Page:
A U.S. Department of State Diplomatic Security passport fraud investigation, known as “Operation Bandulu,” has resulted in a jail sentencing. On June 30, 2009, a federal judge in the Eastern District of New York sentenced Everton C. Lewis to 2 ½ years in prison and 2 ½ years supervised release. Lewis was also fined $35,000
Lewis was the primary suspect in “Operation Bandulu,” a multi-year investigation initiated by the U.S. Department of State’s Bureau of Diplomatic Security's New York Field Office (NYFO). In late 2006, NYFO identified a vendor of counterfeit New York City birth certificates. This vendor, Everton C. Lewis, was used by both Jamaican and West African nationals to fraudulently obtain U.S. passports.
“Operation Bandulu” uncovered a criminal enterprise involving document fraud and human smuggling that spanned from New York to the Caribbean. Diplomatic Security agents confiscated 17 fraudulently obtained U.S. passports. They also intercepted 10 fraudulent passport applications before the applications could be processed. As a result, Lewis was convicted for multiple charges of conspiracy, false statements on a U.S. passport application, and aggravated identity theft in December 2008.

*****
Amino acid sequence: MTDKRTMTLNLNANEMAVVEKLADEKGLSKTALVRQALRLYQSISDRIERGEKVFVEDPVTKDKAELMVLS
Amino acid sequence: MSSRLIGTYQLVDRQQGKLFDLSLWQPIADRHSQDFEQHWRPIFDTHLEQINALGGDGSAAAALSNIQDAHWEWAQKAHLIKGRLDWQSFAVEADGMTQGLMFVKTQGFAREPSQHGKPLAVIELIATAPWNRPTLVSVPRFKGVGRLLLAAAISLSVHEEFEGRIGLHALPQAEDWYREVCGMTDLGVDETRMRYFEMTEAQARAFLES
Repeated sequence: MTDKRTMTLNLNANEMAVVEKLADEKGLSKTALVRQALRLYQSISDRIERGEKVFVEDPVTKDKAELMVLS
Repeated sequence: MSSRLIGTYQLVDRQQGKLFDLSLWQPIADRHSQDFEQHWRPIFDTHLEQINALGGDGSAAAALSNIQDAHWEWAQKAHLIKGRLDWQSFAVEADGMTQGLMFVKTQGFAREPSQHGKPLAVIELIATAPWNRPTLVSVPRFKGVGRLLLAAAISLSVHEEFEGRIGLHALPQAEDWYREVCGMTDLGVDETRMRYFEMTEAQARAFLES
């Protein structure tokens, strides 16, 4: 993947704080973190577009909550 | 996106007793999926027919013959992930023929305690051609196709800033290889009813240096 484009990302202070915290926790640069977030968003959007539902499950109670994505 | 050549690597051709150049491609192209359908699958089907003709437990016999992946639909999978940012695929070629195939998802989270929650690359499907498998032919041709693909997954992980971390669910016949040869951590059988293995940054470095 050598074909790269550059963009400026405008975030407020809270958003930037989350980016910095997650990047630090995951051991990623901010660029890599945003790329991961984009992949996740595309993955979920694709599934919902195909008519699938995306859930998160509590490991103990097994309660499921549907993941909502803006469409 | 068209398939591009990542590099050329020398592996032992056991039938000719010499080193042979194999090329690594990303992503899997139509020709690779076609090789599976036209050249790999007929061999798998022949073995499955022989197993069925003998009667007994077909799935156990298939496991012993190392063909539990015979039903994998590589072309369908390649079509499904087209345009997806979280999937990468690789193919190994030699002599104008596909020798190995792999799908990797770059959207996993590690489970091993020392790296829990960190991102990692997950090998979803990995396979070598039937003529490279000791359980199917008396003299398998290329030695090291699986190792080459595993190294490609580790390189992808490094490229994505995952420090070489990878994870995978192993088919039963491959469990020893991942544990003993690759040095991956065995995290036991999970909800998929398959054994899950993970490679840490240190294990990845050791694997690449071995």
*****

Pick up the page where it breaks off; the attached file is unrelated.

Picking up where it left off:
As the lead investigative agency, Diplomatic Security worked closely with multiple federal and state counterparts, including U.S. Immigration and Customs Enforcement, U.S. Postal Inspection Service, the U.S. Post Office's Office of Inspector General, the Queens County District Attorney’s Office and the New York City Police Department. The Bureau of Diplomatic Security is the U.S. Department of State’s law enforcement and security arm. The special agents, engineers, and security professionals of the Bureau are responsible for the security of 285 U.S. diplomatic missions around the world. In the United States, Diplomatic Security personnel protect the U.S. Secretary of State and high-ranking foreign dignitaries and officials visiting the United States, investigate passport and visa fraud, and conduct personnel security investigations. In 2008, DS participated in 2,487 arrests globally, primarily for passport and visa fraud, including 586 arrests overseas in cooperation with foreign police. Read more in the U.S. Department of State’s Visa and Passport Security Strategic Plan at: http://www.state.gov/m/ds/rls/rpt/79895.htm. Additional information about the U.S. Department of State and the Bureau of Diplomatic Security may be obtained at www.state.gov/m/ds.
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